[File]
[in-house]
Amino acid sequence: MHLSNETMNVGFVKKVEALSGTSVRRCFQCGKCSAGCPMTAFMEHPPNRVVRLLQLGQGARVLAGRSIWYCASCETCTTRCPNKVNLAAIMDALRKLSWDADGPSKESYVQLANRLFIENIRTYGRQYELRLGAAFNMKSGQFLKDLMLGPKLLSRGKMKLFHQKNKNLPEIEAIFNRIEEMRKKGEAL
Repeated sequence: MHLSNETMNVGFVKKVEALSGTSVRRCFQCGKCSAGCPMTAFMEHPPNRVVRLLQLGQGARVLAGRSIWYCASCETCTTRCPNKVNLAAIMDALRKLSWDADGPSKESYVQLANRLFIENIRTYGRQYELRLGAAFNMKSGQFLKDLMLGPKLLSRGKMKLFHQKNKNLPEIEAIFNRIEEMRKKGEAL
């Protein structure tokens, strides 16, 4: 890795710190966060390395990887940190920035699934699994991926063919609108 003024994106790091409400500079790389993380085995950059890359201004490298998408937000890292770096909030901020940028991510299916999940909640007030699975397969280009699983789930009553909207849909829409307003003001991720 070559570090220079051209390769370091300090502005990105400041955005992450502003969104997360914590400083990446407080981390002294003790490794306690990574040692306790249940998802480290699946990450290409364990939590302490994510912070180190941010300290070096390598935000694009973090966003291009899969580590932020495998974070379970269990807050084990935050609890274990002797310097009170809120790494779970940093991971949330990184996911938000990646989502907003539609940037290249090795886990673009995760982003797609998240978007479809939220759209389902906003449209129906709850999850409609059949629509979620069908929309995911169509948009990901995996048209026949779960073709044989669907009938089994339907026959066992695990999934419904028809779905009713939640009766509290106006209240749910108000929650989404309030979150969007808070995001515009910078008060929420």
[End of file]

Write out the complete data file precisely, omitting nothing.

[in-house]
Amino acid sequence: MHLSNETMNVGFVKKVEALSGTSVRRCFQCGKCSAGCPMTAFMEHPPNRVVRLLQLGQGARVLAGRSIWYCASCETCTTRCPNKVNLAAIMDALRKLSWDADGPSKESYVQLANRLFIENIRTYGRQYELRLGAAFNMKSGQFLKDLMLGPKLLSRGKMKLFHQKNKNLPEIEAIFNRIEEMRKKGEAL
Repeated sequence: MHLSNETMNVGFVKKVEALSGTSVRRCFQCGKCSAGCPMTAFMEHPPNRVVRLLQLGQGARVLAGRSIWYCASCETCTTRCPNKVNLAAIMDALRKLSWDADGPSKESYVQLANRLFIENIRTYGRQYELRLGAAFNMKSGQFLKDLMLGPKLLSRGKMKLFHQKNKNLPEIEAIFNRIEEMRKKGEAL
């Protein structure tokens, strides 16, 4: 890795710190966060390395990887940190920035699934699994991926063919609108 003024994106790091409400500079790389993380085995950059890359201004490298998408937000890292770096909030901020940028991510299916999940909640007030699975397969280009699983789930009553909207849909829409307003003001991720 070559570090220079051209390769370091300090502005990105400041955005992450502003969104997360914590400083990446407080981390002294003790490794306690990574040692306790249940998802480290699946990450290409364990939590302490994510912070180190941010300290070096390598935000694009973090966003291009899969580590932020495998974070379970269990807050084990935050609890274990002797310097009170809120790494779970940093991971949330990184996911938000990646989502907003539609940037290249090795886990673009995760982003797609998240978007479809939220759209389902906003449209129906709850999850409609059949629509979620069908929309995911169509948009990901995996048209026949779960073709044989669907009938089994339907026959066992695990999934419904028809779905009713939640009766509290106006209240749910108000929650989404309030979150969007808070995001515009910078008060929420």